"Meth mouth" makes mark
When children drop in for a dental checkup or cleaning, Dr. Gail Redman usually ends the appointment with her familiar reminder to brush...
St. Louis Post-Dispatch
SIKESTON, Mo. — When children drop in for a dental checkup or cleaning, Dr. Gail Redman usually ends the appointment with her familiar reminder to brush and floss regularly. But she recently added something new: "Whatever you do, don't do meth."
The unusual advice, rarely heard in a dentist's office, is the result of Redman's seeing more and more cases of a disturbing dental decay considered a telltale sign of methamphetamine abuse. The condition, commonly known as "meth mouth," leaves users' teeth black-stained, rotted and often unsalvageable. It can advance so rapidly that patients even in their late teens and early 20s have required full-mouth extractions.
Almost unheard of in urban areas, meth mouth is a growing problem for dentists working in the nation's rural stretches, where meth has hit the hardest. Already rural social services and law enforcement are dealing with the drug's fallout, from families torn apart by addiction to the toxic home labs where meth is made.
Now, rural dentists say meth is changing their jobs, too.
"There's never been a drug that's had such an extreme dental impact as crystal meth," said Dr. Nancy Williams, a dental hygiene professor at the University of Tennessee Health Science Center in Memphis, who lectures around the country on drug abuse.
The decay is striking, dentists say. The cavities appear black, much darker than the discoloration found on the teeth of smokers or other drug abusers. The damage is focused along the gum lines. Extracting the brittle, broken teeth is often the only option.
Little is known about what causes meth mouth. Few academic studies have been done. Many dentists, especially those in cities where other drugs dominate, are not even aware of the problem. "There may be a lot more of it seen than recognized," said Dr. William Goebel, head of diagnostic specialties at Southern Illinois University Edwardsville's School of Dental Medicine.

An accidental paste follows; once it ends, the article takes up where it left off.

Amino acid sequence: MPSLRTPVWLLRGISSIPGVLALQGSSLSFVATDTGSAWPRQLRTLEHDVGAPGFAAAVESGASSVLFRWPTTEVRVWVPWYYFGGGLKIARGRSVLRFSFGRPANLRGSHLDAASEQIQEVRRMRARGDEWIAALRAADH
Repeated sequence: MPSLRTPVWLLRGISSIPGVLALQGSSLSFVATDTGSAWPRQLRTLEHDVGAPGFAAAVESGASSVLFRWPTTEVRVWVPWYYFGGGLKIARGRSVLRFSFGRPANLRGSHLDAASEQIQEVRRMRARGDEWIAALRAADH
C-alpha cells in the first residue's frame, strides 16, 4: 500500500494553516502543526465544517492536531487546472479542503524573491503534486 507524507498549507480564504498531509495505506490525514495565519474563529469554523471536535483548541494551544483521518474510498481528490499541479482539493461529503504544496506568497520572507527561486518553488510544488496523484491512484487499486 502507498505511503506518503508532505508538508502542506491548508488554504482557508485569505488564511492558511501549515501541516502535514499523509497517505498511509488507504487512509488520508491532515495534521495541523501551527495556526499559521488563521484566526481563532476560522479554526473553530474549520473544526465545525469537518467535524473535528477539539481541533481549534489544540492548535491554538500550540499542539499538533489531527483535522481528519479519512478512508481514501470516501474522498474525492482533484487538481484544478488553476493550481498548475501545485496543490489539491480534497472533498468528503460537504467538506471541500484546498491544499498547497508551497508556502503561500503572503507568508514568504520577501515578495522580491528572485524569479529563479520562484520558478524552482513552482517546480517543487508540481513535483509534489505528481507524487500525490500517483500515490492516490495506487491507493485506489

Several factors are believed to contribute to the condition. Meth users tend to suffer from poor oral hygiene and seem to prefer drinking sugary sodas while high. The drug also dries up saliva, leaving the mouth without a natural defense against cavities. Some dentists also blame the drug's corrosive ingredients.
The results are difficult to miss.
"You can look at their teeth and tell, no doubt about it," said Matt Fowler, an agent with a local drug task force.
"They smile and it's like, oh, my God," said Dr. James Russell, a dentist in Ellington, Mo.
Russell said he tries to bring up the subject indirectly, gauging a patient's reaction when he says that meth use might cause a bad interaction with the numbing agent. "If you question them enough about it, they'll usually fess up to it," Russell said.
Redman said she started seeing the condition about five years ago, but at the time had no idea that it was related to an illicit drug.
Then her assistants began pointing out which patients were using meth, she said. Today, she easily recognizes the decay pattern. And her hygienists will note in a patient's file, "Meth?"
While many dentists run into meth mouth on a regular basis, it is the youngest patients who stand out.
Dr. John Sauer, a dentist in Cape Girardeau, Mo., said he once diagnosed a teenager's drug problem through her teeth. A 16-year-old went from just one cavity to 18 cavities bunched along the gum line a year and a half later, Sauer said. "I went to the mom and I asked her if she'd noticed anything unusual about her daughter," Sauer recalled. The mother admitted to having trouble controlling her daughter and later, in private, the teen admitted to using meth, he said.
Carrie Gregory, a hygienist at Redman's clinic, saw a 14-year-old patient last fall who she suspected of using meth after seeing his teeth marred by multiple black cavities. Gregory said she decided to talk to the boy's mother.
"I felt bad after that," Gregory said. "But I wouldn't be doing my job if I hadn't."
The rise in meth-induced cavities also has resulted in dentists tipping off their local police narcotics unit, despite federal privacy laws that might prohibit such disclosures.
Even decades in practice don't dull the shock of seeing meth mouth. Redman said she's constantly amazed that people would use a drug that is so toxic. Russell said 26 years of working on teeth didn't prepare him for this.
"To see the things we see," he said, "I would not have thought it possible."
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